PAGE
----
In that competition, his side rebounded from a surprise first match defeat by the unfancied Combined Colleges and Campuses side (CCC) to earn the runner-up slot in the final versus Jamaica. These setbacks came on the heels of T&T’s elimination in the qualifying round of the Champions League where Ganga’s side, surprise runners-up in 2009, had opened with two narrow losses in their first two games, leaving their eventual fate in someone else’s hands. It spawned an albeit muted debate about Ganga’s future at the helm of the team. There were those who felt that, like the West Indies captain, the 32-year-old with 48 Tests under his belt was no longer earning his place on the team; there were those who, more nuanced, felt that he no longer deserved a place on the team in the shorter versions of the game and there were those who felt that he could no longer command a place on the National T20 squad. The West Indies selectors have repeatedly taken the position that he does not deserve a place on the regional team but the TTCB seems not to be sympathetic to any of these positions.
And no reporter has so far sought to find out what Gibson thinks although it is beyond dispute that Gibson is a highly respected international coach.
What, however, do Ganga’s recent performances say? In the last regional four-day tournament, he was the most consistent performer, finishing with the highest aggregate of all the T&T batsmen and Team T&T acquitted itself well but, if you believe the TTCB’s version of the story, were cheated out of a place in the final. In the Champions League, though, Ganga’s reputation took something of a beating – in some eyes. In the opening game against the Mumbai Indians, T&T came within a knn of defending a paltry 98. Ganga’s supporters praised the feat while his detractors saw only the eventual defeat which came off the last ball of the opposition’s innings.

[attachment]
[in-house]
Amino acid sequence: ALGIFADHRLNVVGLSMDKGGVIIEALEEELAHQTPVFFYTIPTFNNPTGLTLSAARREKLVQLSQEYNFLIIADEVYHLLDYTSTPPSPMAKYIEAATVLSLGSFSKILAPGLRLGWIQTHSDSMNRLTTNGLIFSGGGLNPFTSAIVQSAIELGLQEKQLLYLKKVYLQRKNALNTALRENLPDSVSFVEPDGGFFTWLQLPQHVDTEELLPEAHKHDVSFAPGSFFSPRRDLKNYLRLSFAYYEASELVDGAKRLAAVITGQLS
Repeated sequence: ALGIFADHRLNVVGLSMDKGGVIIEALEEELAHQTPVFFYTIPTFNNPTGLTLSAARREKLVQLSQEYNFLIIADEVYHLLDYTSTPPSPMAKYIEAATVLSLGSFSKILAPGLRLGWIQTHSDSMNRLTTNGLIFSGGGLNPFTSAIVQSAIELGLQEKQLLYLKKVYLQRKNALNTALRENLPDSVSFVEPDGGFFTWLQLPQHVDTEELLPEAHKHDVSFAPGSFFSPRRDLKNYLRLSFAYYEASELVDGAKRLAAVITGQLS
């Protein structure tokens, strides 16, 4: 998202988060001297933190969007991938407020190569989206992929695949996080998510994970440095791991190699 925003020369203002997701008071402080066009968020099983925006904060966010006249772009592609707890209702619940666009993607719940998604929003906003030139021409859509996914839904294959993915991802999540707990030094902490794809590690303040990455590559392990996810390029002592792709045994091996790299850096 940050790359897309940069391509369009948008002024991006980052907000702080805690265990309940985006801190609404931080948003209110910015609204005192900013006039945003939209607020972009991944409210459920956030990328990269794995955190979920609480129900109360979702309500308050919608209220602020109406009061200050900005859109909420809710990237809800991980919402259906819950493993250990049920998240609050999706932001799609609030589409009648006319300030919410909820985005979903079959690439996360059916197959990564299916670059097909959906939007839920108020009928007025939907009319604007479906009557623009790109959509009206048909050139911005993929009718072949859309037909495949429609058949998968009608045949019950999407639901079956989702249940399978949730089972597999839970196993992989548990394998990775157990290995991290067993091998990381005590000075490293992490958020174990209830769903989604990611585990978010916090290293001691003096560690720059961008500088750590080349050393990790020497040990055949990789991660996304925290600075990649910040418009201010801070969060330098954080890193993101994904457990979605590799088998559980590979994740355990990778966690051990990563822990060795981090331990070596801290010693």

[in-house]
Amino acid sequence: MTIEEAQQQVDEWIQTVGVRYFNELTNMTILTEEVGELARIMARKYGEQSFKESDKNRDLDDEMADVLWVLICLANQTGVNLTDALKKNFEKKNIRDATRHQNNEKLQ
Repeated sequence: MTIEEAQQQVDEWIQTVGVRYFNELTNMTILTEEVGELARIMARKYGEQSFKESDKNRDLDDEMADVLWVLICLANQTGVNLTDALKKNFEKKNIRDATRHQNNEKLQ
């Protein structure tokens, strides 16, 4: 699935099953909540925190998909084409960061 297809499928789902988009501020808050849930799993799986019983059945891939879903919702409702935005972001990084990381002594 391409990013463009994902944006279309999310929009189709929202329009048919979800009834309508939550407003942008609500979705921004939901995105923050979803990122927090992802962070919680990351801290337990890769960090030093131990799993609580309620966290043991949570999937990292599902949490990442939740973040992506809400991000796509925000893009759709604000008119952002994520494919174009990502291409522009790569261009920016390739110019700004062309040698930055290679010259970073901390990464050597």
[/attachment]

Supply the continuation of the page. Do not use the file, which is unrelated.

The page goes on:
In the second match against Bangalore, T&T successfully defended a modest 139 – for 19 overs! In the last regulation over, bowled by Ravi Rampaul, New South Wales’ scored 16 runs to earn the right to a “super over” play-off. Inspired, say some, idiotic, say others, Ganga again opted for Rampaul to bell the cat. The 18 runs that NSW’s MC Henriques slammed off him in that over proved to be three more than Lendl Simmons could manage in T&T’s turn at the crease, leaving the “Red Force” directly behind the eight-ball as far as the rest of the competition was concerned.
Combined with the fact of the skipper’s paltry contribution with the bat, his flawed – “questionable,” some commentators preferred – captaincy fuelled calls for his head on the talk shows and in the newspapers. And it largely silenced those who had been agitating for him to be recalled to the West Indies team to replace Sammy as captain.
But Gibson has not publicly pronounced on Ganga. And Gibson, as we all agree, is a highly respected international coach.
My hope is that, buoyed by their fine recent showing in Bangladesh, Sammy’s troops will prove good enough to make a contest of the India leg of the tour. Having thumped a surprisingly pathetic England in their latest outing, Dhoni’s side is likely to prove an entirely different proposition from the unit that eked out a narrow victory over the home side in the Caribbean. And with Sachin Tendulkar back in the fray and seeking still to make more history and score that elusive 100th international century, the Sammy/Gibson leadership duumvirate will have their work cut out for them.
So all who claim to be true supporters of the West Indies should pray that, when this is all over, Gibson will still be an internationally respected coach.
Because it is not only in the alphabet but, more importantly, in the annals of West Indies cricket that Gayle comes before Gibson. And Sammy.